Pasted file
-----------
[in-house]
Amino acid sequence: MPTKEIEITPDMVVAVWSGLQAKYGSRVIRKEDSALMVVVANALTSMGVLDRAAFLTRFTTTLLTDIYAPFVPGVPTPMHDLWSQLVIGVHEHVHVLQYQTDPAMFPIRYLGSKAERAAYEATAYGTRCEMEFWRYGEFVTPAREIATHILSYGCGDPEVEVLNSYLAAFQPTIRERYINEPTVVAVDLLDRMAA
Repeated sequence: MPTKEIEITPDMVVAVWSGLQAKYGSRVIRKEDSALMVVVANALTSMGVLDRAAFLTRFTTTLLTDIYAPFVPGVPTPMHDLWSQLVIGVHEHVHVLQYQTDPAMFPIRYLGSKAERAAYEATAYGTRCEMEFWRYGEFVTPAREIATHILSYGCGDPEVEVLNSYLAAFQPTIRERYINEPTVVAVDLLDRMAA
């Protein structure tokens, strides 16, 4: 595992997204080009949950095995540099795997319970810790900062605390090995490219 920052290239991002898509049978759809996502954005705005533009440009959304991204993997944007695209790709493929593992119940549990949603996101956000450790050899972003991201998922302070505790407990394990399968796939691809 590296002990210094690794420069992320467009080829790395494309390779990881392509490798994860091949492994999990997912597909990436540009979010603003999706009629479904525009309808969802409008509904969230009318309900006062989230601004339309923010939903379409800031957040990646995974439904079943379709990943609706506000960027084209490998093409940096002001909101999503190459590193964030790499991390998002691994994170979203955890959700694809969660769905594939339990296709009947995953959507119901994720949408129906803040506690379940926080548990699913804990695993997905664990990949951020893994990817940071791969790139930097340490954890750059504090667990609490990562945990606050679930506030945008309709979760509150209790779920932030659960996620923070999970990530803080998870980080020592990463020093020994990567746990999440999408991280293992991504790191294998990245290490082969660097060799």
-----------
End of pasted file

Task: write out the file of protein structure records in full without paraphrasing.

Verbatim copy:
[in-house]
Amino acid sequence: MPTKEIEITPDMVVAVWSGLQAKYGSRVIRKEDSALMVVVANALTSMGVLDRAAFLTRFTTTLLTDIYAPFVPGVPTPMHDLWSQLVIGVHEHVHVLQYQTDPAMFPIRYLGSKAERAAYEATAYGTRCEMEFWRYGEFVTPAREIATHILSYGCGDPEVEVLNSYLAAFQPTIRERYINEPTVVAVDLLDRMAA
Repeated sequence: MPTKEIEITPDMVVAVWSGLQAKYGSRVIRKEDSALMVVVANALTSMGVLDRAAFLTRFTTTLLTDIYAPFVPGVPTPMHDLWSQLVIGVHEHVHVLQYQTDPAMFPIRYLGSKAERAAYEATAYGTRCEMEFWRYGEFVTPAREIATHILSYGCGDPEVEVLNSYLAAFQPTIRERYINEPTVVAVDLLDRMAA
């Protein structure tokens, strides 16, 4: 595992997204080009949950095995540099795997319970810790900062605390090995490219 920052290239991002898509049978759809996502954005705005533009440009959304991204993997944007695209790709493929593992119940549990949603996101956000450790050899972003991201998922302070505790407990394990399968796939691809 590296002990210094690794420069992320467009080829790395494309390779990881392509490798994860091949492994999990997912597909990436540009979010603003999706009629479904525009309808969802409008509904969230009318309900006062989230601004339309923010939903379409800031957040990646995974439904079943379709990943609706506000960027084209490998093409940096002001909101999503190459590193964030790499991390998002691994994170979203955890959700694809969660769905594939339990296709009947995953959507119901994720949408129906803040506690379940926080548990699913804990695993997905664990990949951020893994990817940071791969790139930097340490954890750059504090667990609490990562945990606050679930506030945008309709979760509150209790779920932030659960996620923070999970990530803080998870980080020592990463020093020994990567746990999440999408991280293992991504790191294998990245290490082969660097060799």